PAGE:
And don't tell me all about your fabulous streaming. I live in a rural area with an aircard as the only viable broadband option, so increased streaming doesn't mean a flying fig to me.  Future reviews from this site will no longer feature links to this company.

On a more festive note, when I count my blessings today, all you wonderful readers will be high on the list. Thank you so much for your interest and support.

Monday, November 22, 2010

News and Notes

  • Posting will be very light this week due to the impending doom upcoming holiday.

  • Some of my favorite directors and actors are getting back to work. The film These Two will reunite Haneke and Huppert (yea!!), while the new Resnais will feature much of the same cast as Wild Grass with the addition of the wonderful Jean Pierre Bacri (yea!!)

  • My DVR is crammed with stuff from TV5 Monde these days...including Serge Moati 's excellent talk show Cinemas, which I actually watched yesterday instead of football. My Man Card may be revoked. TV5 and Eurochannel are available from Dish Network. Highly recommended and totally worth it.I dropped Starz and Showtime to make room in the budget and haven't missed them a bit.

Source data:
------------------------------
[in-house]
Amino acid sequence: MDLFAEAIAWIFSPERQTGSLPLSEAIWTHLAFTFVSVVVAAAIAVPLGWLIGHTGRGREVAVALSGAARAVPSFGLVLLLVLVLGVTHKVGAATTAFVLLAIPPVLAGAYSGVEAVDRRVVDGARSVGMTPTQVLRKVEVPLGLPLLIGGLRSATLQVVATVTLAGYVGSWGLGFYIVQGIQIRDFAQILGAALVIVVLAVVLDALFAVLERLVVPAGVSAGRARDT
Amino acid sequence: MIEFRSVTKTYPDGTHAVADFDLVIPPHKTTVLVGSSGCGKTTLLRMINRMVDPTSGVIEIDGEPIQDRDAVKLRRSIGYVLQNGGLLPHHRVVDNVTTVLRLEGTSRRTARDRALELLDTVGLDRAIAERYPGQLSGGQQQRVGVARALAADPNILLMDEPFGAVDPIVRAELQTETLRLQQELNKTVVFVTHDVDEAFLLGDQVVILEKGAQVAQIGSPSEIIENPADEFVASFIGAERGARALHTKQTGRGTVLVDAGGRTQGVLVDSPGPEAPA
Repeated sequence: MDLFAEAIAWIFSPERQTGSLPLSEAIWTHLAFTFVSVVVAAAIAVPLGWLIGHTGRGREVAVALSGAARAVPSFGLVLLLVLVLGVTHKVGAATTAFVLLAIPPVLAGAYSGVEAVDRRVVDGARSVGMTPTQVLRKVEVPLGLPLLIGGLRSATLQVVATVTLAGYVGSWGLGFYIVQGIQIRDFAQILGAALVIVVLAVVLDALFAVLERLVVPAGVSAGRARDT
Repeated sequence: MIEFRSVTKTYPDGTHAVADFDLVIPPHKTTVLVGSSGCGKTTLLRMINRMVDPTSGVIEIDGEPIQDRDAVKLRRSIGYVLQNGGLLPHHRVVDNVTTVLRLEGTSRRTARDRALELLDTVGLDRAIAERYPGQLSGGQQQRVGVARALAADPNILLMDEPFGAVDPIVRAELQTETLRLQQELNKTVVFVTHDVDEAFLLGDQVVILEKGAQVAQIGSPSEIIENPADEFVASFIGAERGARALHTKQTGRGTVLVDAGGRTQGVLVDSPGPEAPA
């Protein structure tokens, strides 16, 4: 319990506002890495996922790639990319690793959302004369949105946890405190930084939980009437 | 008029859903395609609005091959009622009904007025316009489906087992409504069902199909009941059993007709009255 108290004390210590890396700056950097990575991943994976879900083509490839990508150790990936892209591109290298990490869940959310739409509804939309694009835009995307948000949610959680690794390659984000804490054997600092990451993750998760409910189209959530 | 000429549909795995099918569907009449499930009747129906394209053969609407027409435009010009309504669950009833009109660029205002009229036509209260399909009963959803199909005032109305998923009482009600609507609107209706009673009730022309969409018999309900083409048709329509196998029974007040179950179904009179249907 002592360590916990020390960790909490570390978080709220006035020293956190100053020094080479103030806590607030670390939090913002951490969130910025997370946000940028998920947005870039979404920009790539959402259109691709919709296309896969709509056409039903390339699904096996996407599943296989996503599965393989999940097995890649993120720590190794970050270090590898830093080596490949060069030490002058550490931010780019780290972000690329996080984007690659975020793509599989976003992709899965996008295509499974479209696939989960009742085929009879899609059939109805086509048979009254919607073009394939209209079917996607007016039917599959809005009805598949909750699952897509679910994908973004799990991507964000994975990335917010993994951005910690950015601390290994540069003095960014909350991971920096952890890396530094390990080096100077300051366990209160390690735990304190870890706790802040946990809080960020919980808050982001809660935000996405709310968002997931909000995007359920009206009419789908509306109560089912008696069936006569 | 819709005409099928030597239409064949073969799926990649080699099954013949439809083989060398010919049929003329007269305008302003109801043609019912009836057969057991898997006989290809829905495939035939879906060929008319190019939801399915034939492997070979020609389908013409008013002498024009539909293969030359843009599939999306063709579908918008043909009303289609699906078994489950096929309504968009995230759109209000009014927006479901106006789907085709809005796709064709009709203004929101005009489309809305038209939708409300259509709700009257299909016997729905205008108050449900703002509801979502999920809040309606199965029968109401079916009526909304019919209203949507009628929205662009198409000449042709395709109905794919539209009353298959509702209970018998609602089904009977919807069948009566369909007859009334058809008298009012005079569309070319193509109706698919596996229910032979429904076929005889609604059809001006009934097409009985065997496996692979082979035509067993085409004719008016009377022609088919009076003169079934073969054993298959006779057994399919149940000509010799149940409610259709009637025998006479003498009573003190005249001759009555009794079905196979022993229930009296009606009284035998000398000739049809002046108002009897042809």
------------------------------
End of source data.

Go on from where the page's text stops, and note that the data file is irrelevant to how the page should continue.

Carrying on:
News and Notes

  • Posting will be very light this week due to the impending doom upcoming holiday.

  • Some of my favorite directors and actors are getting back to work. The film These Two will reunite Haneke and Huppert (yea!!), while the new Resnais will feature much of the same cast as Wild Grass with the addition of the wonderful Jean Pierre Bacri (yea!!)

  • My DVR is crammed with stuff from TV5 Monde these days...including Serge Moati 's excellent talk show Cinemas, which I actually watched yesterday instead of football. My Man Card may be revoked. TV5 and Eurochannel are available from Dish Network. Highly recommended and totally worth it.I dropped Starz and Showtime to make room in the budget and haven't missed them a bit.

Saturday, November 20, 2010

Serial Saturday Part Two: The Phantom Empire (1935)*****


Like singing cowboys? Like science fiction? Well, you get both in The Phantom Empire, an absolutely insane Mascot serial from 1935. According to legend, this serial was conceived by writer Wallace McDonald while he was under the influence of laughing gas - I suggest it was a stronger controlled substance – at his dentist’s office and McDonald’s script certainly bears all the earmarks of a vivid hallucination.